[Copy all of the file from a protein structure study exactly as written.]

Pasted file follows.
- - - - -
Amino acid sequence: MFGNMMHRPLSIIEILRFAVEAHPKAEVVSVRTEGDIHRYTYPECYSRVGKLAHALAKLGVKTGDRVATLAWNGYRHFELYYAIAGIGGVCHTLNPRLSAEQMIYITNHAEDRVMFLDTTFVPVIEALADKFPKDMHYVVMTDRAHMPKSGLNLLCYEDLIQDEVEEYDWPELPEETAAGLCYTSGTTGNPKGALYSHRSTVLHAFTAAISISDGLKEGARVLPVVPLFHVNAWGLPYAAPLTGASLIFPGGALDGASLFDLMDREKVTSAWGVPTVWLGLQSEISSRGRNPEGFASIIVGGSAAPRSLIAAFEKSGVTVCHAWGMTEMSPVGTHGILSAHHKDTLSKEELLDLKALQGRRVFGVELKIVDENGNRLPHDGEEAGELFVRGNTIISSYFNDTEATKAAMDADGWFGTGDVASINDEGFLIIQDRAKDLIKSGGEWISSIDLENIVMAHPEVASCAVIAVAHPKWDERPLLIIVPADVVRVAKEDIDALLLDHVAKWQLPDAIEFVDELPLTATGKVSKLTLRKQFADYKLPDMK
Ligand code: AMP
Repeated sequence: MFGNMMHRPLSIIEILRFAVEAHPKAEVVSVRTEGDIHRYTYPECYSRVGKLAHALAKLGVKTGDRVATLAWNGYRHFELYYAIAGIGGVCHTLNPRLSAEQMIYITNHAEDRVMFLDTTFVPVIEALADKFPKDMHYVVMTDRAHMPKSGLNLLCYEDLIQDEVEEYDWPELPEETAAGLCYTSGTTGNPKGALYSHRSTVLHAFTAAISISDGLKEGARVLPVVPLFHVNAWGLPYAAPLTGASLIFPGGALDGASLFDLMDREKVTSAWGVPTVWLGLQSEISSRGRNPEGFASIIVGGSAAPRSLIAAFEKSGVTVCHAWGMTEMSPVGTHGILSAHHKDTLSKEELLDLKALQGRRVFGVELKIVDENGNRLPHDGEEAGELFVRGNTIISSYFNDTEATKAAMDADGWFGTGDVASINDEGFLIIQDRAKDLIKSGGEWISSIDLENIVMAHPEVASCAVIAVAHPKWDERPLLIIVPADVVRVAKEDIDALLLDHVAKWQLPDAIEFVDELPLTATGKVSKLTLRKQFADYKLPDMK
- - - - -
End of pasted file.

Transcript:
Amino acid sequence: MFGNMMHRPLSIIEILRFAVEAHPKAEVVSVRTEGDIHRYTYPECYSRVGKLAHALAKLGVKTGDRVATLAWNGYRHFELYYAIAGIGGVCHTLNPRLSAEQMIYITNHAEDRVMFLDTTFVPVIEALADKFPKDMHYVVMTDRAHMPKSGLNLLCYEDLIQDEVEEYDWPELPEETAAGLCYTSGTTGNPKGALYSHRSTVLHAFTAAISISDGLKEGARVLPVVPLFHVNAWGLPYAAPLTGASLIFPGGALDGASLFDLMDREKVTSAWGVPTVWLGLQSEISSRGRNPEGFASIIVGGSAAPRSLIAAFEKSGVTVCHAWGMTEMSPVGTHGILSAHHKDTLSKEELLDLKALQGRRVFGVELKIVDENGNRLPHDGEEAGELFVRGNTIISSYFNDTEATKAAMDADGWFGTGDVASINDEGFLIIQDRAKDLIKSGGEWISSIDLENIVMAHPEVASCAVIAVAHPKWDERPLLIIVPADVVRVAKEDIDALLLDHVAKWQLPDAIEFVDELPLTATGKVSKLTLRKQFADYKLPDMK
Ligand code: AMP
Repeated sequence: MFGNMMHRPLSIIEILRFAVEAHPKAEVVSVRTEGDIHRYTYPECYSRVGKLAHALAKLGVKTGDRVATLAWNGYRHFELYYAIAGIGGVCHTLNPRLSAEQMIYITNHAEDRVMFLDTTFVPVIEALADKFPKDMHYVVMTDRAHMPKSGLNLLCYEDLIQDEVEEYDWPELPEETAAGLCYTSGTTGNPKGALYSHRSTVLHAFTAAISISDGLKEGARVLPVVPLFHVNAWGLPYAAPLTGASLIFPGGALDGASLFDLMDREKVTSAWGVPTVWLGLQSEISSRGRNPEGFASIIVGGSAAPRSLIAAFEKSGVTVCHAWGMTEMSPVGTHGILSAHHKDTLSKEELLDLKALQGRRVFGVELKIVDENGNRLPHDGEEAGELFVRGNTIISSYFNDTEATKAAMDADGWFGTGDVASINDEGFLIIQDRAKDLIKSGGEWISSIDLENIVMAHPEVASCAVIAVAHPKWDERPLLIIVPADVVRVAKEDIDALLLDHVAKWQLPDAIEFVDELPLTATGKVSKLTLRKQFADYKLPDMK